...

Ok, i checked the datasheet.  The SARA's deep sleep current is 8uA and power off mode is 6uA.  The low power current is about 600uA.  That current level appears to be consistent with what you measured.  So, it could be that the module is not being put into deep sleep.  The good news is that the PWR_ON pin is connected to the SAMD21.  So, it should be possible to put the SARA module into deep sleep or power off modes.

ivanpiffer

Also, make sure you detach USB.  USB draws significant power when sleeping so you need to shut it down.  In your sketch, add the following to your setup():

USBdevice.detach();
Hi ! Thanks to thomasguenzel what I see is ~ 500uA and I'm very happy ( in confront of MKR WAN 1300 :( ).
But how can I add your advice to add  USBdevice.detach(); in setup() ? I've got 'USBdevice' was not declared in this scope .
Can you help me ?

ivanpiffer

Hi ! Thanks to thomasguenzel what I see is ~ 500uA and I'm very happy ( in confront of MKR WAN 1300 :( ).
But how can I add your advice to add  USBdevice.detach(); in setup() ? I've got 'USBdevice' was not declared in this scope .
Can you help me ?

USBDevice.detach() not  USBdevice.detach(); 
a mistake so sneaky !!!!


flymac

Hi all,
If you do not mind me asking, the default MKRWAN example uses MKRWAN.h instead of LoRa.h. Is the latter a lower level library than MKRWAN.h ?
Can I use LoRa.end() while still using the MKRWAN library?
Also, LowPower.deepSleep() is a bit inconclusive in the documentation about what modules it shuts down, do we still need LoRa.end() when using it ?
Thanks!

mattb1969

Hi all,

I read this post with interest and then purchased a MKR WAN 1310. I've taken the code that is posted by thomasguenzel and using an simple hardware set-up, measured the current - 9mA.

My hardware setup is a 5V feed into Vin & GND with an ammeter in the line.

So I removed the power LED, it now runs at 1.9mA.

I have tried turning the Serial Flash off, turning off LoraWan via GPIO, but it actually rose to 2.1mA!I have tried various libraries, ArdunioLowPower, LowerPower by RocketStream, even using the RTC library (modified) with standby, but they all sit at 1.9mA.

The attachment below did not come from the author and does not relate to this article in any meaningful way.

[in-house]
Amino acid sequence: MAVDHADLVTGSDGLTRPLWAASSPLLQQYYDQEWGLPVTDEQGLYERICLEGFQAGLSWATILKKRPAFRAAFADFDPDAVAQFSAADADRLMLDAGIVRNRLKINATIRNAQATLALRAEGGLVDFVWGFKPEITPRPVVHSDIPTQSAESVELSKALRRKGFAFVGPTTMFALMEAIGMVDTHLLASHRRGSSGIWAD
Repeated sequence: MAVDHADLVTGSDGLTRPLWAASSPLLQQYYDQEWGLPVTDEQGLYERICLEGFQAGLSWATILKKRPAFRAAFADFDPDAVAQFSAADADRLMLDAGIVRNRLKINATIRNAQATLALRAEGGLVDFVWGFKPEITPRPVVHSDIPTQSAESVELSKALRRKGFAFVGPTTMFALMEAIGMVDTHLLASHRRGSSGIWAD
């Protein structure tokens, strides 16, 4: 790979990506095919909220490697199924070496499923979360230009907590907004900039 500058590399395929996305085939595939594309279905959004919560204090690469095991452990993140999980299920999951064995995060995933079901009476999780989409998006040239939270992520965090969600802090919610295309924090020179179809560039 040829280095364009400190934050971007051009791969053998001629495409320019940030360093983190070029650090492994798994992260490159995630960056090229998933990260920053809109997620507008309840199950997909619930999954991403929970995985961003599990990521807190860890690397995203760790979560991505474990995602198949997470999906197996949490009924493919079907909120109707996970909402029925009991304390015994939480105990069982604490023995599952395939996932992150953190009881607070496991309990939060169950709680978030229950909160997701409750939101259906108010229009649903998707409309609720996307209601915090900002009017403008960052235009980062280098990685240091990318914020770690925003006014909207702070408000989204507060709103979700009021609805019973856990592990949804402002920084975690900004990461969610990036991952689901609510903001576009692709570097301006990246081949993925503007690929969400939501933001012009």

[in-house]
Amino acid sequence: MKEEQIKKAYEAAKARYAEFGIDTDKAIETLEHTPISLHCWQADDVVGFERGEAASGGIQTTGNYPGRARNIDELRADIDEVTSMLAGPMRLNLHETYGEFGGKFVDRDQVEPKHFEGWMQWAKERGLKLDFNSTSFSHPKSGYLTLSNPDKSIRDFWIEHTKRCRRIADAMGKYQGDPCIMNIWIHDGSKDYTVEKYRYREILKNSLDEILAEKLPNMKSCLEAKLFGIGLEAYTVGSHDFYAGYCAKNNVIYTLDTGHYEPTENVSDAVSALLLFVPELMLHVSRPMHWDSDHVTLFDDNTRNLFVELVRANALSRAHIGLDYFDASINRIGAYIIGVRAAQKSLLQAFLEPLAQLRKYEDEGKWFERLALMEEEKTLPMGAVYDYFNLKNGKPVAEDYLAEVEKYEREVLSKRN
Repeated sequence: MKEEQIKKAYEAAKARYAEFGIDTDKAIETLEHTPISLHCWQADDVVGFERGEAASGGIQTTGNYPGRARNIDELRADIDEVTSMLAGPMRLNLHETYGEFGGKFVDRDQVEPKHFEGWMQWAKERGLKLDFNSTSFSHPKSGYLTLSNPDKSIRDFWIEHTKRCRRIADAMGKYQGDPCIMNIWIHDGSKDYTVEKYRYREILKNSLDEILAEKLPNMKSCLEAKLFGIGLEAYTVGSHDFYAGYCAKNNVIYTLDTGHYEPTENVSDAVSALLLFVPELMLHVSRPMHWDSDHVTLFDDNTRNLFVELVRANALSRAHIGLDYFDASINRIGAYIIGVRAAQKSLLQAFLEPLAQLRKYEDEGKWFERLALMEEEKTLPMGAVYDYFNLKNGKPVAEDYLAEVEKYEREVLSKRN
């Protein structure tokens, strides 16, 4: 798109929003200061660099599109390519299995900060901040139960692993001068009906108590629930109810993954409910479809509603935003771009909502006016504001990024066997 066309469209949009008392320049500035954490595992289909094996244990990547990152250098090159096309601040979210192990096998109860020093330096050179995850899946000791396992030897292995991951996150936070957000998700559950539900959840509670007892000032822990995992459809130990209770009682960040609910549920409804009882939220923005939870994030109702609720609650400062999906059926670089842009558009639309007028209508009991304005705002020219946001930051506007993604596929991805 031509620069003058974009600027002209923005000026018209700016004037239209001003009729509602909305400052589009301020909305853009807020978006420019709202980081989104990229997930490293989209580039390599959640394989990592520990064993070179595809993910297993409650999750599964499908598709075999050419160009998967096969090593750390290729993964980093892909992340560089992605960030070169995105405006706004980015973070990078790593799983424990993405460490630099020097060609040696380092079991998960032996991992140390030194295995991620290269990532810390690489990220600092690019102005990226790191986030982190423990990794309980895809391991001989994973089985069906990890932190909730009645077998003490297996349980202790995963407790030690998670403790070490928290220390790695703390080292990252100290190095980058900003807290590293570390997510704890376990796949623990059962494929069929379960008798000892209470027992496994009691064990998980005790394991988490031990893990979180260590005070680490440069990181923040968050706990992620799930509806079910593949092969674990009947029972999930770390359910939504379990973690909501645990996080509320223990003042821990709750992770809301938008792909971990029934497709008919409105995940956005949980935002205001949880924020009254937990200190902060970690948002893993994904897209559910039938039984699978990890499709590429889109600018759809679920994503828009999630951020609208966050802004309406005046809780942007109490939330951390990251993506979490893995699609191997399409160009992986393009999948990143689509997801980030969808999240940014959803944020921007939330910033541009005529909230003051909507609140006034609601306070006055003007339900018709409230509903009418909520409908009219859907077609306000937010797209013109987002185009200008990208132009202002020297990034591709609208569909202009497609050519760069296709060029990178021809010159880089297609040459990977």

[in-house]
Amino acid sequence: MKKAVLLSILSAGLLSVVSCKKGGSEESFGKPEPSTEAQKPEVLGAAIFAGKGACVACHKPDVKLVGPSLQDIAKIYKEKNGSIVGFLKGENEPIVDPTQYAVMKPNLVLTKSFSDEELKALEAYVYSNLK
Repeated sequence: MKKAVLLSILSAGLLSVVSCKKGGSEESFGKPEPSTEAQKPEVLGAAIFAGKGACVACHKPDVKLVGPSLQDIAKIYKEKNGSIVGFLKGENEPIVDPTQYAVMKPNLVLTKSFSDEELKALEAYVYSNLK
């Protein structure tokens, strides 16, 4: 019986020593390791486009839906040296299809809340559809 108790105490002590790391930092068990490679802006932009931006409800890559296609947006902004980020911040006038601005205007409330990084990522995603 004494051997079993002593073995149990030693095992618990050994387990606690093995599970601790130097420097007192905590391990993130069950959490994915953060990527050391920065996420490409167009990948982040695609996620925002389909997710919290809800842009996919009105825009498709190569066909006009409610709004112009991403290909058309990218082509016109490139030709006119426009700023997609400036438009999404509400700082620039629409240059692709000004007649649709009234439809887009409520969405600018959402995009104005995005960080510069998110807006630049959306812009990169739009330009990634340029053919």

I am sure I am missing something obvious, but how do I even get below 1mA??

The latter challenge I will have is that I want to also have external interrupts running and the RTC timer, but I'm stuck at this high level of power consumption without even working out how to still have some interrupts running.

Code:

/*
 Sleep RTC Alarm for Arduino Zero

 Demonstrates the use an alarm to wake up an Arduino zero from Standby mode

 This example code is in the public domain

 http://arduino.cc/en/Tutorial/SleepRTCAlarm

 created by Arturo Guadalupi
 17 Nov 2015
 modified
 01 Mar 2016
 
 NOTE:
 If you use this sketch with a MKR1000 you will see no output on the serial monitor.
 This happens because the USB clock is stopped so it the USB connection is stopped too.
 **To see again the USB port you have to double tap on the reset button!**
*/

#include "RTCZero.h"
//#include "LowPower.h"
#include <SerialFlash.h>
#include <ArduinoLowPower.h>

/* Create an rtc object */
RTCZero rtc;

/* Change these values to set the current initial time */
const byte seconds = 0;
const byte minutes = 0;
const byte hours = 0;

/* Change these values to set the current initial date */
const byte day = 0;
const byte month = 0;
const byte year = 0;

void setup()
{
 // Set digital pins to input
 for (int i=0; i < 15; i++) {
   pinMode(i, INPUT_PULLUP);
 }
 //pinMode(LORA_RESET, OUTPUT);
 pinMode(LED_BUILTIN, OUTPUT);
 digitalWrite(LED_BUILTIN, HIGH);
 delay(2000);
 digitalWrite(LED_BUILTIN, LOW);

 rtc.begin();

 rtc.setTime(hours, minutes, seconds);
 rtc.setDate(day, month, year);

 rtc.setAlarmTime(0, 0, 25);
 rtc.enableAlarm(rtc.MATCH_HHMMSS);

 rtc.attachInterrupt(alarmMatch);
 USBDevice.detach();
 //SerialFlash.begin(SPI1, FLASH_CS);
 //delay(500);
 //SerialFlash.sleep();
 //digitalWrite(LORA_RESET, LOW);
}

void loop()
{